In our old apartment, Gary and I discovered
that stacked boxes of hardbacks are perfect
for stopping random drive-by bullets.
We soldiered on until our neighbor’s parade
of night-shifty visitors and chemical stenches
seemed more dire than any broken lease. So
we shed the heavy bookworm cocoon and flew
to Tranquil Avenue. Most days, the newlyweds
across the street screamed like calicos in heat;
at night they’d roll home, arm-in-arm, wailing
whisky ballads. On Sundays, mindful of hangovers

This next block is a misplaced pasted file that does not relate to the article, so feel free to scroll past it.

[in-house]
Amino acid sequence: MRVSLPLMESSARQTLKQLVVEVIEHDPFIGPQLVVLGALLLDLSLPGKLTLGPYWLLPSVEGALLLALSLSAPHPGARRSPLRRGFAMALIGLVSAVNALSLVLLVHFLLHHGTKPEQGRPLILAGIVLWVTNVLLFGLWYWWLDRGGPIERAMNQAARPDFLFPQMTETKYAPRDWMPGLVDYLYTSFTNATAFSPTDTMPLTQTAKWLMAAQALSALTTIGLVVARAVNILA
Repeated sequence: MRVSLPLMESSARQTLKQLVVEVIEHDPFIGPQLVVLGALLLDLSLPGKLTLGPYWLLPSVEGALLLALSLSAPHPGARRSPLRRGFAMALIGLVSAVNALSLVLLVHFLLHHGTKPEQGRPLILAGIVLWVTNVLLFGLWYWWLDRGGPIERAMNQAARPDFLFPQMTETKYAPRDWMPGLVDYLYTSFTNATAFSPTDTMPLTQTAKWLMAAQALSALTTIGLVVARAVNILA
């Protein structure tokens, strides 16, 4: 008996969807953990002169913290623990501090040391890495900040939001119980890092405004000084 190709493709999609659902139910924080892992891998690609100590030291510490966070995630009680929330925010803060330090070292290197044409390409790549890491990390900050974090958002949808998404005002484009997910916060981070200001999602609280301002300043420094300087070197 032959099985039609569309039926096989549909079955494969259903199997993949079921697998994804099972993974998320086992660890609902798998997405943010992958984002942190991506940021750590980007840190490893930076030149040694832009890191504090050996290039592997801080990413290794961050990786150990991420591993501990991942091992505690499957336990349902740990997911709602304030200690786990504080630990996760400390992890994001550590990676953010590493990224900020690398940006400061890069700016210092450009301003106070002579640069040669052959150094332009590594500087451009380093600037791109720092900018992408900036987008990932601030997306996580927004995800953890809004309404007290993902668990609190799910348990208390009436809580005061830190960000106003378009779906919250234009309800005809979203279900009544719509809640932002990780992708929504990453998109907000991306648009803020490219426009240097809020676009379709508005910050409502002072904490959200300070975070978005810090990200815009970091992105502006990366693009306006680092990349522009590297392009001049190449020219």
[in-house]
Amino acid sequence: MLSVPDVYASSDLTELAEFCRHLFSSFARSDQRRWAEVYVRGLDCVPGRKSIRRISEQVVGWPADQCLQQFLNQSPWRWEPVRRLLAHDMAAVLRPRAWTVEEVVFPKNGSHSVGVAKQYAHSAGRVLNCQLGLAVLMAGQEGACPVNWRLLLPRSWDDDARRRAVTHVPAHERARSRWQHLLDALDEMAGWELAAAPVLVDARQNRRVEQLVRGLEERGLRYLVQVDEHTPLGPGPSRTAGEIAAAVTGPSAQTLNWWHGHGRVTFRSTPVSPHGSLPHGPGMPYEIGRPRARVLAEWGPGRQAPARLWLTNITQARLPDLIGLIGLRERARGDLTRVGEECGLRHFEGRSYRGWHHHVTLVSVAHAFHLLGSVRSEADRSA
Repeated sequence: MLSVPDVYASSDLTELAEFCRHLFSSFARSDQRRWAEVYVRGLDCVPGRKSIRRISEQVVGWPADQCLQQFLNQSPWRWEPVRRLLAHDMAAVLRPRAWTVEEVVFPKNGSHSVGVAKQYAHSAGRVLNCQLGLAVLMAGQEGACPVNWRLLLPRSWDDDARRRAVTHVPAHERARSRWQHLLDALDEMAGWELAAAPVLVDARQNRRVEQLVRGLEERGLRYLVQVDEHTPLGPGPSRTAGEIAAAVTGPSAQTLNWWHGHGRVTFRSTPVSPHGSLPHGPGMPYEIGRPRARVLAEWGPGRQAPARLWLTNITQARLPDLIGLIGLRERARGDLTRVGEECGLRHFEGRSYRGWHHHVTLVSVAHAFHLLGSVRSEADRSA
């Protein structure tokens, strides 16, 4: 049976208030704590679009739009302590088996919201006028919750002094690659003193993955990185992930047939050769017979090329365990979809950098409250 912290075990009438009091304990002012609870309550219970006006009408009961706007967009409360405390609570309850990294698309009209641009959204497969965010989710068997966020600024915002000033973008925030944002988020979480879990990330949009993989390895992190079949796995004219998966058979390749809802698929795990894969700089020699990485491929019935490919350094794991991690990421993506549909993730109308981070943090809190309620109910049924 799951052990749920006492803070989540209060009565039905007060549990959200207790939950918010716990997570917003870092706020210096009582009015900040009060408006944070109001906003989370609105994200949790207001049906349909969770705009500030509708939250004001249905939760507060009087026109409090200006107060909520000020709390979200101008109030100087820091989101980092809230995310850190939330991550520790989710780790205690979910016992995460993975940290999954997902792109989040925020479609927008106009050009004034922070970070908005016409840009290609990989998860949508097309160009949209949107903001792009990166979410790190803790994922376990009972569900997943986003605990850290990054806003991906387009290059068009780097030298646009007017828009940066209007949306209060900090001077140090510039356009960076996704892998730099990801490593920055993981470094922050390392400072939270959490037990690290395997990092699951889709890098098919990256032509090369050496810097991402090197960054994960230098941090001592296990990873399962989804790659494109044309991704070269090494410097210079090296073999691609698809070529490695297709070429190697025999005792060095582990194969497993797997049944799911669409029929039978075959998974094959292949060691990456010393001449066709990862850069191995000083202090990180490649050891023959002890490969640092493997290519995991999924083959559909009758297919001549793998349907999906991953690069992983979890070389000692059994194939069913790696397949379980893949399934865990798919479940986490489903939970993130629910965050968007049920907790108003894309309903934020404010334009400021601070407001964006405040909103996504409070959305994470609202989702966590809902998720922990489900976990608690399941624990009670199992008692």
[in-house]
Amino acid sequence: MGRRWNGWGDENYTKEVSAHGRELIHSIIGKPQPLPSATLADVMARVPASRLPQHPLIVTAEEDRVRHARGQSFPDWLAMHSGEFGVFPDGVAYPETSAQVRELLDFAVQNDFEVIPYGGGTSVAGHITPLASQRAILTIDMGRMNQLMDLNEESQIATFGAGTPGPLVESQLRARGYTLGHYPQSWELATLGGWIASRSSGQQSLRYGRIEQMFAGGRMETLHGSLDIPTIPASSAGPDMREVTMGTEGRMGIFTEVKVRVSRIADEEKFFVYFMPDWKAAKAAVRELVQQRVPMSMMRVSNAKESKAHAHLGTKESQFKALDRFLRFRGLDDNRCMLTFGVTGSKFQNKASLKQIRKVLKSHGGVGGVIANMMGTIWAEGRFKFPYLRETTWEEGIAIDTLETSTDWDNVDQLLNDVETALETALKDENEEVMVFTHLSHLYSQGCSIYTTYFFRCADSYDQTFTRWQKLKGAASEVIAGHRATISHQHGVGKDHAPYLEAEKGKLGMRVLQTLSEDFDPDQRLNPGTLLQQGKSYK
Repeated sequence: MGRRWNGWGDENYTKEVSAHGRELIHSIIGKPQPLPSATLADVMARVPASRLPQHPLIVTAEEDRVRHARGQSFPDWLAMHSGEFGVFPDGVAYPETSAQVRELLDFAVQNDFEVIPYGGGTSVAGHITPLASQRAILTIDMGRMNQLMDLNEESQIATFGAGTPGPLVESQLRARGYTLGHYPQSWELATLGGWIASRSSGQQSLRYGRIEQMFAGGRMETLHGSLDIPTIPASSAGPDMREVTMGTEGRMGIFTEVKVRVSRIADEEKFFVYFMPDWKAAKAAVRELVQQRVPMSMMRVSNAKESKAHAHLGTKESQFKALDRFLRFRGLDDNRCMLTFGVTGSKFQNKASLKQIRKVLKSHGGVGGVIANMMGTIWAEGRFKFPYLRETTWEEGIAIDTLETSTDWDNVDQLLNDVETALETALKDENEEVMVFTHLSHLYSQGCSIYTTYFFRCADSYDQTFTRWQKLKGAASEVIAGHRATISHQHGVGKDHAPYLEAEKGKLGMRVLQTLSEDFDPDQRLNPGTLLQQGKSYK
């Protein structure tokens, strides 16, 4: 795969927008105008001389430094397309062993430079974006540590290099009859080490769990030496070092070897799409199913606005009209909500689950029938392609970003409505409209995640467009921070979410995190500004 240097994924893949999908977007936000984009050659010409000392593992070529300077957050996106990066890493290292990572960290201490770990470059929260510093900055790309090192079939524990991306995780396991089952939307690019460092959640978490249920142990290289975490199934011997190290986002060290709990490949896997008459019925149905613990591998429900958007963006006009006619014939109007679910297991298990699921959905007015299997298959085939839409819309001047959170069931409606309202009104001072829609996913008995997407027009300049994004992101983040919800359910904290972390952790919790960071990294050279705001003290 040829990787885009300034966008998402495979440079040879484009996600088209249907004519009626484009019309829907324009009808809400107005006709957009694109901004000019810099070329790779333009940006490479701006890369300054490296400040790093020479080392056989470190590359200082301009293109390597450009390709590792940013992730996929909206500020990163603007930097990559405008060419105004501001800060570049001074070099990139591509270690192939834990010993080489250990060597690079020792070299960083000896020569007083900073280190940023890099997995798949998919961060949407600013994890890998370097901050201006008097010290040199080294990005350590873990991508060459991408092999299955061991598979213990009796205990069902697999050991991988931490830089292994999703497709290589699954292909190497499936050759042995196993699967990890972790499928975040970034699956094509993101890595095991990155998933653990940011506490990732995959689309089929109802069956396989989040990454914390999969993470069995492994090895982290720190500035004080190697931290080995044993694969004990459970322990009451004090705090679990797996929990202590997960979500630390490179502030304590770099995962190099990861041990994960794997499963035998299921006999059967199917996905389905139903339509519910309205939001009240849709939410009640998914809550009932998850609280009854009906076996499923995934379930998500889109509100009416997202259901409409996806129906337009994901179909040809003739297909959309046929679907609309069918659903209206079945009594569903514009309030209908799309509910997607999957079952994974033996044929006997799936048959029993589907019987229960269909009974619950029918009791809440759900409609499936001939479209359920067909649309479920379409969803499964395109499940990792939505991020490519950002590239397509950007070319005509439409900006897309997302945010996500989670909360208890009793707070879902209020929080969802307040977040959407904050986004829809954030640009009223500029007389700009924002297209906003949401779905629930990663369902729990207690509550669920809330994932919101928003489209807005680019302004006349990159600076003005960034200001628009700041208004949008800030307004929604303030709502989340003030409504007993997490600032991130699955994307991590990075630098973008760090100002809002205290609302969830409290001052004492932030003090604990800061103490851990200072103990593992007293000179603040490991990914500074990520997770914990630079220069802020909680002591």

and tired homeowners, the larksome jack next door
fired up his fatpipe hog two hours before our alarm,
lingered astride his pride, enjoying the engine’s croon.
We considered cookies, an over-the-fence chat,
but glimpsed blued metal and crosshatched walnut
under his iron cross belt. Gary hated to call our realtor
a lying bitch, so after surveillance we decided our lout
was bluff, an undercover cop. Then we quietly rebuilt
our library in thick oak on the narcward side of the house.